Evaluating the effects of invasive brown bullhead catfish (Ameiurus nebulosus) on kōura (freshwater crayfish, Paranephrops planifrons) in Lake Rotoiti
Francis, L. B. (2019). Evaluating the effects of invasive brown bullhead catfish (Ameiurus nebulosus) on kōura (freshwater crayfish, Paranephrops planifrons) in Lake Rotoiti (Thesis, Master of Science (Research) (MSc(Research))). The University of Waikato, Hamilton, New Zealand. Retrieved from https://hdl.handle.net/10289/12746
Permanent Research Commons link: https://hdl.handle.net/10289/12746
Brown bullhead catfish (Ameiurus nebulosus) are opportunistic carnivores native to North America and were first detected in Te Weta Bay, Lake Rotoiti, in March 2016. A cordon was placed across the bay to try and contain catfish, but they had already established populations elsewhere. Spread of catfish in the lake raised concern for resident populations of freshwater crayfish or kōura (Paranephrops planifrons), which are of ecological and cultural significance to Māori. Given the limited knowledge of the potential impacts of catfish on native biota, this thesis aims to evaluate the effects of catfish on kōura in Lake Rotoiti. To do this, Bay of Plenty Regional Council (BOPRC) routine fyke netting data was used to explore species trends and relationships. A habitat survey was also conducted using whakaweku (bracken fern bundles) and fyke nets, to generate data on species’ habitat preferences and kōura metrics (e.g., sizes and sex ratios). In addition to fishing, kōura and catfish stomachs were dissected to determine diet. Potential food items of catfish were also collected for stable isotope analysis to estimate dietary overlap between catfish and kōura, and long-term resource acquisition. Routine BOPRC fyke netting results indicated that kōura catch per unit effort (CPUE) has declined in Lake Rotoiti, with mean catch rates dropping from 10.6 kōura net-1 night-1 in 2016 to 4.2 kōura net-1 night-1 in 2018. Over the same period, catfish CPUE has increased in the lake, with the highest catch rates in Te Weta Bay, where mean catch rates have increased from 1.1 catfish net-1 night-1 in 2016 to 63.7 catfish net-1 night-1 in 2018. Catfish catch rates were negatively associated with catch rates of kōura (r = −0.180). Mean catfish density also had a significant effect on kōura catch rates, with significantly more kōura being caught at sites without catfish. The negative association between catfish and kōura could be due to catfish eating or competing with kōura, or their differing habitat preferences. Catfish were positively associated with sites that are weedy or muddy and kōura were negatively associated with muddy habitats and were positively associated with rocky habitats. Whakaweku set at shallow depths <1 m in the lake littoral zone were ineffective at catching kōura during the habitat survey. Catfish diet consisted largely of chironomid larvae (Chironomidae), detritus, common bullies (Gobiomorphus cotidianus), and to a lesser extent kōura. Kōura were found in 12% of large catfish (>200 mm fork length; FL) stomachs analysed and contributed 5% volumetrically to large catfish diet. Unfortunately, the contribution of kōura to catfish diet could not be established using stable isotopes because isotopic signatures of kōura and bullies were too close to differentiate. Kōura diet consisted primarily of animal remains (common bullies and invertebrates) and detritus. Stable isotopes of carbon and nitrogen revealed that diets of kōura and catfish overlapped, with kōura sharing more of their diet with catfish than vice versa, likely reflecting catfish’s broad diet. This study suggests that catfish are responsible for the recent decline in kōura CPUE in Lake Rotoiti and that catfish are directly and indirectly affecting kōura through predation and competition for shared food resources.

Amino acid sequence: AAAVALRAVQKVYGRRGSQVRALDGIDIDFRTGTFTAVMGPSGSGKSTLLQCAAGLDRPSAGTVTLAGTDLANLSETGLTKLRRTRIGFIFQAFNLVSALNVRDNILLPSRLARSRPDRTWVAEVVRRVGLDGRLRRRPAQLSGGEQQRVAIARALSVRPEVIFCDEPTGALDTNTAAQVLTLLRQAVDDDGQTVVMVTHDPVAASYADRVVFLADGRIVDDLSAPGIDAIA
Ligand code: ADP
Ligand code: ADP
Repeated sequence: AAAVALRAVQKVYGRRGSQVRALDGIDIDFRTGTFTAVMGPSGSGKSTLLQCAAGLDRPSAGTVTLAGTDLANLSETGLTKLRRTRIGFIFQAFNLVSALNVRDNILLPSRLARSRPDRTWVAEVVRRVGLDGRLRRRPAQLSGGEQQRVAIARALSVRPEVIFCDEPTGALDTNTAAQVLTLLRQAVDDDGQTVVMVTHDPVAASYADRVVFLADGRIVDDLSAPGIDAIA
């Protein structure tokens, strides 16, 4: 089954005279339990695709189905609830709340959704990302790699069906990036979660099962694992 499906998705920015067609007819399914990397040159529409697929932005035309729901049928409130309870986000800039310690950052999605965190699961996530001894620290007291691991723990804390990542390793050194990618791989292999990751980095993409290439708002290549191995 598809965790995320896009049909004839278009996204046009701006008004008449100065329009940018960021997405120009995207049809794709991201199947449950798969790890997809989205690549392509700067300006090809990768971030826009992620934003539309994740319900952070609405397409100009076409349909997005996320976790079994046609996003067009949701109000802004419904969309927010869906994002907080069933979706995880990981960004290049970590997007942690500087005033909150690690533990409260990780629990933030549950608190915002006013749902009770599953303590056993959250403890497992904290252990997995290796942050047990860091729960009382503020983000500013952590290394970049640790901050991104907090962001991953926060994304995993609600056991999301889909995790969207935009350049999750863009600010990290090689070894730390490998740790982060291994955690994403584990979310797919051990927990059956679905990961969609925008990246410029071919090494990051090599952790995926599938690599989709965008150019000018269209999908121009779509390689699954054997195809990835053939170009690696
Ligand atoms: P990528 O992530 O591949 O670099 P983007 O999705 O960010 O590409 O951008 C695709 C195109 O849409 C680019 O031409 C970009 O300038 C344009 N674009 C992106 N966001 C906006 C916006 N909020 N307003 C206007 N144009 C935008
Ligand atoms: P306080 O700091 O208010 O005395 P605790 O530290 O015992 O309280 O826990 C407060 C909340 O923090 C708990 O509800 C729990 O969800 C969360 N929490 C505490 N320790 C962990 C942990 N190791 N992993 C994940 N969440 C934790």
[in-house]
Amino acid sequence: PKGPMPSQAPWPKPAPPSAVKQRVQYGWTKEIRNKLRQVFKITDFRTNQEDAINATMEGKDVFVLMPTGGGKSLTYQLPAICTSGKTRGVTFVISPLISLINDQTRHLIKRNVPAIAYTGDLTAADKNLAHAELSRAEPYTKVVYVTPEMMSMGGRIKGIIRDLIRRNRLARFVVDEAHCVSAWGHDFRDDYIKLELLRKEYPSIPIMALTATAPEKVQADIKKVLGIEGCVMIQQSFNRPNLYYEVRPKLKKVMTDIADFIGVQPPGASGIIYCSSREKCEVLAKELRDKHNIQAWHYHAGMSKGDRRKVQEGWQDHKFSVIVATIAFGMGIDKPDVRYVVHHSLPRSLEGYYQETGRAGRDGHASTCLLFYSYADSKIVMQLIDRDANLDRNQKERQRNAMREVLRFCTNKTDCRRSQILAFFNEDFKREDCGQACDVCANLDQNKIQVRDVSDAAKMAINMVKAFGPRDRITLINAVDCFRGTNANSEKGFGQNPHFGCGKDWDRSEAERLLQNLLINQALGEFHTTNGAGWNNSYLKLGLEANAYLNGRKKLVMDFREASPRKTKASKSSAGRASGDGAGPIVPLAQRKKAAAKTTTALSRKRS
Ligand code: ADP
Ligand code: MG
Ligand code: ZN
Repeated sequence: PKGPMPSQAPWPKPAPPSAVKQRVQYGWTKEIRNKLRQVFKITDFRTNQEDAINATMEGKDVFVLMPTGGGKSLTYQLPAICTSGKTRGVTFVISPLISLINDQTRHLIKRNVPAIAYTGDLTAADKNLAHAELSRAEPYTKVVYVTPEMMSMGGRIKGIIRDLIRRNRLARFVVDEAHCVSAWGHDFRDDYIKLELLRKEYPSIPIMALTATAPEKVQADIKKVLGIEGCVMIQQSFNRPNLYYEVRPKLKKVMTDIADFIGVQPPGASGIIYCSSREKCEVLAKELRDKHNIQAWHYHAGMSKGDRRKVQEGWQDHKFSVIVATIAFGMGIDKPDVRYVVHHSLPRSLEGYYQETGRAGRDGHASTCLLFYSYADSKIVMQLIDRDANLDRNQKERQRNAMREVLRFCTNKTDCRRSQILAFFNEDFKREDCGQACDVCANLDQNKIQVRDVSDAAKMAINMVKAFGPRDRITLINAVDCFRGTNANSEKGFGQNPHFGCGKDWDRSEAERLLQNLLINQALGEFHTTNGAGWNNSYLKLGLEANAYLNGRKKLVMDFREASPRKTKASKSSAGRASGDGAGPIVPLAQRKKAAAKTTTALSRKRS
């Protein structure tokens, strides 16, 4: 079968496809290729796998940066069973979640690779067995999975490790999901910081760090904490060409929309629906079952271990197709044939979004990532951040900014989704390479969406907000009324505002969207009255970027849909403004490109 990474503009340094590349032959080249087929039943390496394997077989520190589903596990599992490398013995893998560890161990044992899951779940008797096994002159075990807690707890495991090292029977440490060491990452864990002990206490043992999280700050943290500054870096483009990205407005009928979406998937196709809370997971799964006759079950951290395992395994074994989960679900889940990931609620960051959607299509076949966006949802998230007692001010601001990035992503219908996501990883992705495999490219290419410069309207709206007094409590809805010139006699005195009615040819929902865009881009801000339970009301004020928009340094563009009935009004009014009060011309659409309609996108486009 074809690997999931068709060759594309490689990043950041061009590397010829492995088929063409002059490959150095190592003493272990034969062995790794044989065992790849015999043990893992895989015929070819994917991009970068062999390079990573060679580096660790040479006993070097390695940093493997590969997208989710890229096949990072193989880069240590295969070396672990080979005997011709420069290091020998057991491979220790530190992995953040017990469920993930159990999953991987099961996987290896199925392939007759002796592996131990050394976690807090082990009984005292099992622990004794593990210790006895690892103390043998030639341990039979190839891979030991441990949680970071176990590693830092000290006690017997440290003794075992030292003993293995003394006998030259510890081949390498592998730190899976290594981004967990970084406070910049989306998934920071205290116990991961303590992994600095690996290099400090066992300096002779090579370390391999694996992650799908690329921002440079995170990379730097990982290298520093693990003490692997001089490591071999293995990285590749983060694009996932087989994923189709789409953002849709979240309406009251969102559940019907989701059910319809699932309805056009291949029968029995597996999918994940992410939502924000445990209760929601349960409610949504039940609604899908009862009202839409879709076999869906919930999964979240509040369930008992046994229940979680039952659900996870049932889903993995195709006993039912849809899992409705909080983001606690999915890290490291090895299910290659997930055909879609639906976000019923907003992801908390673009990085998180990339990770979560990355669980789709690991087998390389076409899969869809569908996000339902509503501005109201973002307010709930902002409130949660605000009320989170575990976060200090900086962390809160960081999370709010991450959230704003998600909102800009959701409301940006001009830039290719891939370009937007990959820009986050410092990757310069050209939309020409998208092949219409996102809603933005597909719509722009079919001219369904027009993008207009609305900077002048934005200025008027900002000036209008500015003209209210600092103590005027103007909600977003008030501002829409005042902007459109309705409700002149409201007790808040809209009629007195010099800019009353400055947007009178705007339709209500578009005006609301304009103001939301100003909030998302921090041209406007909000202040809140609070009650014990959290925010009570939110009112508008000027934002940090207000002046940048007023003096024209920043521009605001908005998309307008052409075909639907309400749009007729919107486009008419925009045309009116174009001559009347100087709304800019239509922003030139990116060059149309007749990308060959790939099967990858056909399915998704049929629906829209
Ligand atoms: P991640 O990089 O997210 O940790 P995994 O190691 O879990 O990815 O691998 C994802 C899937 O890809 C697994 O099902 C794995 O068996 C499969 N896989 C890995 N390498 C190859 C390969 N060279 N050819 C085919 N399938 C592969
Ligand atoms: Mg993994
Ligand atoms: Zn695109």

The University of Waikato
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